What is Asbestos?

Tuesday, August 18, 2015

Statute of Limitations in Asbestos Litigation

For individuals who have been diagnosed with an asbestos-related disease, a claim for damages may be made against those responsible for the exposure to asbestos. These claims can result in significant awards being granted to victims. However, an important aspect of these claims is the statute of limitations.

What is the Statute of Limitations in Asbestos Litigation?

The statute of limitations is the time a victim has to file a lawsuit against those responsible for the injuries caused. For personal injury cases, this period of time usually begins to run from the moment the injury occurs. When the injury occurs is usually fairly easy to determine. For example, if a person is hurt in a car accident, it is easy to determine when that accident occurred. Determining when the limitations period begins to run is important because once the period ends, a victim is usually barred from making a claim. The specific length of the statute of limitations varies by state and by the type of claim involved, but it is usually between one and six years.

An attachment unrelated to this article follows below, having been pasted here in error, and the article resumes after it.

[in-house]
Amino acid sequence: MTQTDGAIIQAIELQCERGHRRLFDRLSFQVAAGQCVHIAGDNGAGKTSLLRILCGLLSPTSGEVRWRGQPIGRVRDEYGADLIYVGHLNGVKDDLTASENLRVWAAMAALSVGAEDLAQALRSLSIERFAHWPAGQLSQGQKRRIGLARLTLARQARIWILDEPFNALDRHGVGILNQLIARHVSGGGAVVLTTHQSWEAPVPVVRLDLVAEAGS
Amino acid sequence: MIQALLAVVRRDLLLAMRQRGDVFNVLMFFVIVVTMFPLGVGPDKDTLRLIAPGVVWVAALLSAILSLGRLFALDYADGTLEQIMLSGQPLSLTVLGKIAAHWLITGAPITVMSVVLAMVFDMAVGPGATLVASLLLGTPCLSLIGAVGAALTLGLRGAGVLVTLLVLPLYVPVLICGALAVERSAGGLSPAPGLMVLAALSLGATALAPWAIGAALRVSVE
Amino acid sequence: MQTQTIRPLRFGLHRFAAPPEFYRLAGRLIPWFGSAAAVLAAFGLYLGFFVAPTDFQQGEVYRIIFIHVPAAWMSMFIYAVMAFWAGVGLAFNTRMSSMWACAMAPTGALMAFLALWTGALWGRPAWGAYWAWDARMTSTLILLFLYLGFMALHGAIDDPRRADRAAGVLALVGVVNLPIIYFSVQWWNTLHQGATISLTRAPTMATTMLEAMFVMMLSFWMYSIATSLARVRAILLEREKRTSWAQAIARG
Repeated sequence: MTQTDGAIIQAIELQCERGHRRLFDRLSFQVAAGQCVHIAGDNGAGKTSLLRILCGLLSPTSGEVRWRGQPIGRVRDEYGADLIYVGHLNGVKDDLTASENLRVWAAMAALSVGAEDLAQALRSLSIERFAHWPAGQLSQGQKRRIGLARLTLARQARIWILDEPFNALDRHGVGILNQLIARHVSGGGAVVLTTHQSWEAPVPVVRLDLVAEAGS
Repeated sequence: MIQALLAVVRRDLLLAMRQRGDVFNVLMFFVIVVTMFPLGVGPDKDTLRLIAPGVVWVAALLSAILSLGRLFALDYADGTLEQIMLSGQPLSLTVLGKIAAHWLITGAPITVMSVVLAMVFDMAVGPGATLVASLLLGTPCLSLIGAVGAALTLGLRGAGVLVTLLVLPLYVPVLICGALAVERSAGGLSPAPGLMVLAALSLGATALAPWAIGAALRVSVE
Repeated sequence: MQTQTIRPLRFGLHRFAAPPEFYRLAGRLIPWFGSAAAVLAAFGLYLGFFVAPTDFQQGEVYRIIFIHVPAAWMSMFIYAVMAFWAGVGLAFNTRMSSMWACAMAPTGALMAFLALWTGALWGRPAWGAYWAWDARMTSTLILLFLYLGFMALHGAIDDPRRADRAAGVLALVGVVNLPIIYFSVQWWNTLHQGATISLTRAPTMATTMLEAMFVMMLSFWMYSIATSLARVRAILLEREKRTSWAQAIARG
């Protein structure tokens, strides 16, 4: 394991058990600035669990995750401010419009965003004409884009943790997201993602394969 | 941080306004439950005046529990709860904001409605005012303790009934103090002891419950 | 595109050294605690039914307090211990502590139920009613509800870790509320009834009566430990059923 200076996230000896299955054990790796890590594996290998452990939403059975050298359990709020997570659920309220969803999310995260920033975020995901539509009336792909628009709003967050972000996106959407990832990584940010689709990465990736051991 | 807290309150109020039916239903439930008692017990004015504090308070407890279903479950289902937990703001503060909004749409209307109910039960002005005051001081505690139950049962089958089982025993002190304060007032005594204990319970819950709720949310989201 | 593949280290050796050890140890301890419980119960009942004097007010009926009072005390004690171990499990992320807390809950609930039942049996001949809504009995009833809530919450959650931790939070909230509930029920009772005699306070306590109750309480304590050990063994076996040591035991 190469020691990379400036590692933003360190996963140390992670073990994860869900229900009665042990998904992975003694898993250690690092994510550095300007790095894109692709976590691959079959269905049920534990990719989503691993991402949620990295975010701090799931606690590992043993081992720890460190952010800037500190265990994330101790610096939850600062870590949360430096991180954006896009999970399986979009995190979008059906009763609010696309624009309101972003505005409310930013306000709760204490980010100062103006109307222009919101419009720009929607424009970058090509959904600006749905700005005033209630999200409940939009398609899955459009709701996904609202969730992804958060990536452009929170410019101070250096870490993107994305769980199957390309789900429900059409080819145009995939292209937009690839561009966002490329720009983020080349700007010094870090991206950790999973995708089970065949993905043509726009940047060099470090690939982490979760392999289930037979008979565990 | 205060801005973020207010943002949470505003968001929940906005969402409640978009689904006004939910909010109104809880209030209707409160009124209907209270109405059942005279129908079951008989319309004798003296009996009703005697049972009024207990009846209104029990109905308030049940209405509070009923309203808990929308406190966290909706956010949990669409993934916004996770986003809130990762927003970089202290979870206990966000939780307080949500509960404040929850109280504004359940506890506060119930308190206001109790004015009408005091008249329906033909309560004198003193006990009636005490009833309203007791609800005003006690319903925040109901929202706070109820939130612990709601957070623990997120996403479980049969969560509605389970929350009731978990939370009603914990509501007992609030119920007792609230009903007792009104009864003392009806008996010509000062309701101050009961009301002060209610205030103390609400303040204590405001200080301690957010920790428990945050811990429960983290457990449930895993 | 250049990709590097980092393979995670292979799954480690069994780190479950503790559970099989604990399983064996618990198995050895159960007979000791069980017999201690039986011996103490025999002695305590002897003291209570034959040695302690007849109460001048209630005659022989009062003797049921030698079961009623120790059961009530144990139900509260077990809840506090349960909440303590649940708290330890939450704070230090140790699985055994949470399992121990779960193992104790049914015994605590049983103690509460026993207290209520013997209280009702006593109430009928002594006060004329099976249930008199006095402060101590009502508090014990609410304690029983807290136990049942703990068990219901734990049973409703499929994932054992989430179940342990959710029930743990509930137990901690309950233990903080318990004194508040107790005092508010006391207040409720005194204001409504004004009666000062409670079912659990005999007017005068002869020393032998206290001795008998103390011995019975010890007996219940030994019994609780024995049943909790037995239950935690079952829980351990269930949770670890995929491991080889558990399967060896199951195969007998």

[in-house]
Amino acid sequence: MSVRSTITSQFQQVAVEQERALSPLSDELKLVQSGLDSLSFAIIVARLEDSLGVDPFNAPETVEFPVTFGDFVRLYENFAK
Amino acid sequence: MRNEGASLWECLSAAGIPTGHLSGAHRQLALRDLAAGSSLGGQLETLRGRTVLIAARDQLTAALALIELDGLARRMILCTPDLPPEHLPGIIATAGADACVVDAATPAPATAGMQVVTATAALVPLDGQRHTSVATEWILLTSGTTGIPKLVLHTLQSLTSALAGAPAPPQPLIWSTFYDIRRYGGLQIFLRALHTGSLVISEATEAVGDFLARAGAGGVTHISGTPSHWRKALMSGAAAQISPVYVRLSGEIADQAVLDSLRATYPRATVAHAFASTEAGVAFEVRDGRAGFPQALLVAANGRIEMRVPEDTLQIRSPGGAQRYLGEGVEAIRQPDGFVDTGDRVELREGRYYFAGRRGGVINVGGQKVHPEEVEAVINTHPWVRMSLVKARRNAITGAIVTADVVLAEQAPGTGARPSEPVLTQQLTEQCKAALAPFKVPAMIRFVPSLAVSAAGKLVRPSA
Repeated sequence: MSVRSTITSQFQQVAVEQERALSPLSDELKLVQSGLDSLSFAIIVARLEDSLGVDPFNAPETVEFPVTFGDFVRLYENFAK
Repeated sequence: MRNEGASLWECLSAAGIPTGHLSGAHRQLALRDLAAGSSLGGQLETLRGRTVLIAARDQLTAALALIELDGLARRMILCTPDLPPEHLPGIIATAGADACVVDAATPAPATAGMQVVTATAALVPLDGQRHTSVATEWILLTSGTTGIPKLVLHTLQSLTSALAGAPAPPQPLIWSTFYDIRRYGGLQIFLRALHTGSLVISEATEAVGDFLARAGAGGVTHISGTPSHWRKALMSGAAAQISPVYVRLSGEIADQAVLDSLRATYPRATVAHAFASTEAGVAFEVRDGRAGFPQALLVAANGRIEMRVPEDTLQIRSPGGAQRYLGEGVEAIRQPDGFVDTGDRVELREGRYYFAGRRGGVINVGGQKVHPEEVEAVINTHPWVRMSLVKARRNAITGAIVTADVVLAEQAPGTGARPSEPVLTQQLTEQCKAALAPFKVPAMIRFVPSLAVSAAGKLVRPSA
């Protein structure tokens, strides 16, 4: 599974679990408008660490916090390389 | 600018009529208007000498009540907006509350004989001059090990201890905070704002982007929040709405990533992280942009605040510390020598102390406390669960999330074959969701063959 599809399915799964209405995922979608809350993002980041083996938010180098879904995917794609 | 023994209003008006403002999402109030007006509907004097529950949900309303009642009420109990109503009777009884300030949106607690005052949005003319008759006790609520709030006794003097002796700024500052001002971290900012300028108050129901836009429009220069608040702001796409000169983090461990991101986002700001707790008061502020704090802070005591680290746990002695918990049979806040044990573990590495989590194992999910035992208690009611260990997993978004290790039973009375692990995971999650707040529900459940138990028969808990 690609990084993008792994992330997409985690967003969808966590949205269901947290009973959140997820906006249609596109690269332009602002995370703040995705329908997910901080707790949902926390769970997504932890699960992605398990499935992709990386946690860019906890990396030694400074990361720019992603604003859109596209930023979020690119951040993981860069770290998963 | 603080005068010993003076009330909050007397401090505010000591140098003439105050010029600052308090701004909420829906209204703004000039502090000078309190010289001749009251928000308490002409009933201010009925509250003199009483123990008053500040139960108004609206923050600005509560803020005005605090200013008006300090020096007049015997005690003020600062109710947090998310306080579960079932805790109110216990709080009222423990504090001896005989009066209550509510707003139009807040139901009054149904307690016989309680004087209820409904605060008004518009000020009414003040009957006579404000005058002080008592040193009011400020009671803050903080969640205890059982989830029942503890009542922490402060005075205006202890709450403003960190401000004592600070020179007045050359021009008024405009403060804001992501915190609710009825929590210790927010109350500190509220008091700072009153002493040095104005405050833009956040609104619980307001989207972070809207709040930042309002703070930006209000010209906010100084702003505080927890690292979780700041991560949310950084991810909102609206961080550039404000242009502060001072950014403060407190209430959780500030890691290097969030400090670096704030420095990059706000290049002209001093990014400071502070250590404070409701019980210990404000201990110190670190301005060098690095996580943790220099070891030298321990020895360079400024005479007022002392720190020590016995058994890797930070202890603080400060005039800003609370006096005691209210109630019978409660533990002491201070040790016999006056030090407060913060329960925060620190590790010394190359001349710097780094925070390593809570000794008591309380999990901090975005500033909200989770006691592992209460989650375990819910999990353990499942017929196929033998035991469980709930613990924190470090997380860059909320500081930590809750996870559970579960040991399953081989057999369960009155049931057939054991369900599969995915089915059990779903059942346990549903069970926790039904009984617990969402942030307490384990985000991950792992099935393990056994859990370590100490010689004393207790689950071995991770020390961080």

In asbestos-related claims, statute of limitations issues are complicated by the nature of asbestos diseases. Asbestos becomes dangerous when microscopic fibers are released into the air and breathed into the lungs. These fibers can remain in the lungs for several decades before any issues caused by such exposure become present. Furthermore, exposure to asbestos fibers that results in the development of disease often occurs over an extended period of time, as opposed to a specific moment, such as in the case of a car accident. Therefore, pinpointing exactly when the injury occurs is very difficult.

Due to asbestos fibers’ long dormancy period, if the statute of limitations began running at the time of the injury (at the time of exposure to asbestos fibers), the period would most likely run before the victim ever became aware of any health issues. As a result of this, for asbestos-related claims, instead of starting the limitations period from the time of injury, the period begins at the time of discovery. The discovery rule in asbestos claims can be traced to the 1973 case of Borel v. Fibreboard Paper Prods. Corp.

The effect of the discovery rule is that the statute of limitations period does not begin until the victim knows or should have known of the injury. In other words, the limitations period does not begin until the effects of exposure to asbestos begin to manifest or show themselves. Under most circumstances, this moment is when a diagnosis is made. In most states, the statute of limitations period for asbestos-related claims is one or two years.

Fighting Asbestos Diseases